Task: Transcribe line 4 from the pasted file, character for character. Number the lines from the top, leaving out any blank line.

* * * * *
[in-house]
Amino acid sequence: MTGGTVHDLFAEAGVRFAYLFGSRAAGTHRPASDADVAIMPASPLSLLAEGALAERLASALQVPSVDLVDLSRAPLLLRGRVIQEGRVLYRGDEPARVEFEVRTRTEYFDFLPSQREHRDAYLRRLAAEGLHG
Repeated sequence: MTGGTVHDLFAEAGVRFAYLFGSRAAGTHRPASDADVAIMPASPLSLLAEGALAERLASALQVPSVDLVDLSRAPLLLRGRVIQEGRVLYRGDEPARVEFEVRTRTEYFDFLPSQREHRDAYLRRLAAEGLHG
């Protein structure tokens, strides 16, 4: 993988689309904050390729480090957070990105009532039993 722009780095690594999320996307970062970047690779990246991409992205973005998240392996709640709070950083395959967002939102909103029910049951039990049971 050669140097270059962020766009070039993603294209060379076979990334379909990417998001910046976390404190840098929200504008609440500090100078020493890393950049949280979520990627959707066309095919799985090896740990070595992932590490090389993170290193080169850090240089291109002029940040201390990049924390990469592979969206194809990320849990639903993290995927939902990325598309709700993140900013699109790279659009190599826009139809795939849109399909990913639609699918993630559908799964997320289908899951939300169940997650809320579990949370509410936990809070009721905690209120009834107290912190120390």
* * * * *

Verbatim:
């Protein structure tokens, strides 16, 4: 993988689309904050390729480090957070990105009532039993 722009780095690594999320996307970062970047690779990246991409992205973005998240392996709640709070950083395959967002939102909103029910049951039990049971 050669140097270059962020766009070039993603294209060379076979990334379909990417998001910046976390404190840098929200504008609440500090100078020493890393950049949280979520990627959707066309095919799985090896740990070595992932590490090389993170290193080169850090240089291109002029940040201390990049924390990469592979969206194809990320849990639903993290995927939902990325598309709700993140900013699109790279659009190599826009139809795939849109399909990913639609699918993630559908799964997320289908899951939300169940997650809320579990949370509410936990809070009721905690209120009834107290912190120390």